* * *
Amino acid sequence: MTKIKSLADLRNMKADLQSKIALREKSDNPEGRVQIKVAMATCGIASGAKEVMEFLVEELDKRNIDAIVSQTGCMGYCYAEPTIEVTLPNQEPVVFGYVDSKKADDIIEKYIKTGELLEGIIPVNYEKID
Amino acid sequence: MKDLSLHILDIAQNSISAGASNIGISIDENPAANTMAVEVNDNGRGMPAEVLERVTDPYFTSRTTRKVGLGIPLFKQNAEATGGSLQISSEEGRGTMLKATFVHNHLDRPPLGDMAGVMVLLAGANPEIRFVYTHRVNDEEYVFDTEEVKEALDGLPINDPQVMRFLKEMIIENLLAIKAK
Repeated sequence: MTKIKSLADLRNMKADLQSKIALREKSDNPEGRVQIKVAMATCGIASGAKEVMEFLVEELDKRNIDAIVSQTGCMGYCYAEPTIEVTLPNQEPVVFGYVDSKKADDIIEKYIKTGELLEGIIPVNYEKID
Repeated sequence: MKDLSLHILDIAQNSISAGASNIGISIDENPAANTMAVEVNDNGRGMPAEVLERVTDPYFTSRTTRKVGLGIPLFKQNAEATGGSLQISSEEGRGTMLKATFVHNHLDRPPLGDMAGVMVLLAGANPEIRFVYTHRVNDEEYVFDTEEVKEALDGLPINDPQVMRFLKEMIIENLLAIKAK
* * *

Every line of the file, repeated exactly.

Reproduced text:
Amino acid sequence: MTKIKSLADLRNMKADLQSKIALREKSDNPEGRVQIKVAMATCGIASGAKEVMEFLVEELDKRNIDAIVSQTGCMGYCYAEPTIEVTLPNQEPVVFGYVDSKKADDIIEKYIKTGELLEGIIPVNYEKID
Amino acid sequence: MKDLSLHILDIAQNSISAGASNIGISIDENPAANTMAVEVNDNGRGMPAEVLERVTDPYFTSRTTRKVGLGIPLFKQNAEATGGSLQISSEEGRGTMLKATFVHNHLDRPPLGDMAGVMVLLAGANPEIRFVYTHRVNDEEYVFDTEEVKEALDGLPINDPQVMRFLKEMIIENLLAIKAK
Repeated sequence: MTKIKSLADLRNMKADLQSKIALREKSDNPEGRVQIKVAMATCGIASGAKEVMEFLVEELDKRNIDAIVSQTGCMGYCYAEPTIEVTLPNQEPVVFGYVDSKKADDIIEKYIKTGELLEGIIPVNYEKID
Repeated sequence: MKDLSLHILDIAQNSISAGASNIGISIDENPAANTMAVEVNDNGRGMPAEVLERVTDPYFTSRTTRKVGLGIPLFKQNAEATGGSLQISSEEGRGTMLKATFVHNHLDRPPLGDMAGVMVLLAGANPEIRFVYTHRVNDEEYVFDTEEVKEALDGLPINDPQVMRFLKEMIIENLLAIKAK